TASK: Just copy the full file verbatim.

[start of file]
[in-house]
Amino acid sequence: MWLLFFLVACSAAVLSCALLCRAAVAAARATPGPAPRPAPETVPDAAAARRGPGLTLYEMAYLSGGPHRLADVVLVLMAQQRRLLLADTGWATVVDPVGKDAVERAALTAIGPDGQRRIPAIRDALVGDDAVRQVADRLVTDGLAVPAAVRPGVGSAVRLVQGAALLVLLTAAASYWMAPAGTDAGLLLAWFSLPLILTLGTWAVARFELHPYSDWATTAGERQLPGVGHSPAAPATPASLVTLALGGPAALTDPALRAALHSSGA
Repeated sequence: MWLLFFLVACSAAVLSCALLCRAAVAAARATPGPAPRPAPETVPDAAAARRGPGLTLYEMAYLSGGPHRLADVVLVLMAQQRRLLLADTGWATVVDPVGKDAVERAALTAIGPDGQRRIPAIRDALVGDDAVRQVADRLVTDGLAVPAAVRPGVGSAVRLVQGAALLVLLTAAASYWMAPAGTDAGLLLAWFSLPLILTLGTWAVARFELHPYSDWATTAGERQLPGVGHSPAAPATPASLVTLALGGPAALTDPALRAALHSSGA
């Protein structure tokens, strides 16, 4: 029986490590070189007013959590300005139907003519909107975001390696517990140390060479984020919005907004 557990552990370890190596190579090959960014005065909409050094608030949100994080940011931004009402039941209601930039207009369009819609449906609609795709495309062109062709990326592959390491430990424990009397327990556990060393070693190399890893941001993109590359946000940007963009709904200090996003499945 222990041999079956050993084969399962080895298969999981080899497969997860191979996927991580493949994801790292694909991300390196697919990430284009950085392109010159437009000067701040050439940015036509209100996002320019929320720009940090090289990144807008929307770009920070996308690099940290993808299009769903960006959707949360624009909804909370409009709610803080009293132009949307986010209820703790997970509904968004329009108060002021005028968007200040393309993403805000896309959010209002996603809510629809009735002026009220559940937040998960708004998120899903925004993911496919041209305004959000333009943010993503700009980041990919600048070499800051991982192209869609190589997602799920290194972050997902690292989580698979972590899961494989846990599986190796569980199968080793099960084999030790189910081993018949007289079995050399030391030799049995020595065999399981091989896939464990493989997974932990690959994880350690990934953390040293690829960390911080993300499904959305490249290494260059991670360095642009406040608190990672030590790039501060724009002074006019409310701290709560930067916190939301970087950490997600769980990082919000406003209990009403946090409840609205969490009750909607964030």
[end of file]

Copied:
[in-house]
Amino acid sequence: MWLLFFLVACSAAVLSCALLCRAAVAAARATPGPAPRPAPETVPDAAAARRGPGLTLYEMAYLSGGPHRLADVVLVLMAQQRRLLLADTGWATVVDPVGKDAVERAALTAIGPDGQRRIPAIRDALVGDDAVRQVADRLVTDGLAVPAAVRPGVGSAVRLVQGAALLVLLTAAASYWMAPAGTDAGLLLAWFSLPLILTLGTWAVARFELHPYSDWATTAGERQLPGVGHSPAAPATPASLVTLALGGPAALTDPALRAALHSSGA
Repeated sequence: MWLLFFLVACSAAVLSCALLCRAAVAAARATPGPAPRPAPETVPDAAAARRGPGLTLYEMAYLSGGPHRLADVVLVLMAQQRRLLLADTGWATVVDPVGKDAVERAALTAIGPDGQRRIPAIRDALVGDDAVRQVADRLVTDGLAVPAAVRPGVGSAVRLVQGAALLVLLTAAASYWMAPAGTDAGLLLAWFSLPLILTLGTWAVARFELHPYSDWATTAGERQLPGVGHSPAAPATPASLVTLALGGPAALTDPALRAALHSSGA
């Protein structure tokens, strides 16, 4: 029986490590070189007013959590300005139907003519909107975001390696517990140390060479984020919005907004 557990552990370890190596190579090959960014005065909409050094608030949100994080940011931004009402039941209601930039207009369009819609449906609609795709495309062109062709990326592959390491430990424990009397327990556990060393070693190399890893941001993109590359946000940007963009709904200090996003499945 222990041999079956050993084969399962080895298969999981080899497969997860191979996927991580493949994801790292694909991300390196697919990430284009950085392109010159437009000067701040050439940015036509209100996002320019929320720009940090090289990144807008929307770009920070996308690099940290993808299009769903960006959707949360624009909804909370409009709610803080009293132009949307986010209820703790997970509904968004329009108060002021005028968007200040393309993403805000896309959010209002996603809510629809009735002026009220559940937040998960708004998120899903925004993911496919041209305004959000333009943010993503700009980041990919600048070499800051991982192209869609190589997602799920290194972050997902690292989580698979972590899961494989846990599986190796569980199968080793099960084999030790189910081993018949007289079995050399030391030799049995020595065999399981091989896939464990493989997974932990690959994880350690990934953390040293690829960390911080993300499904959305490249290494260059991670360095642009406040608190990672030590790039501060724009002074006019409310701290709560930067916190939301970087950490997600769980990082919000406003209990009403946090409840609205969490009750909607964030």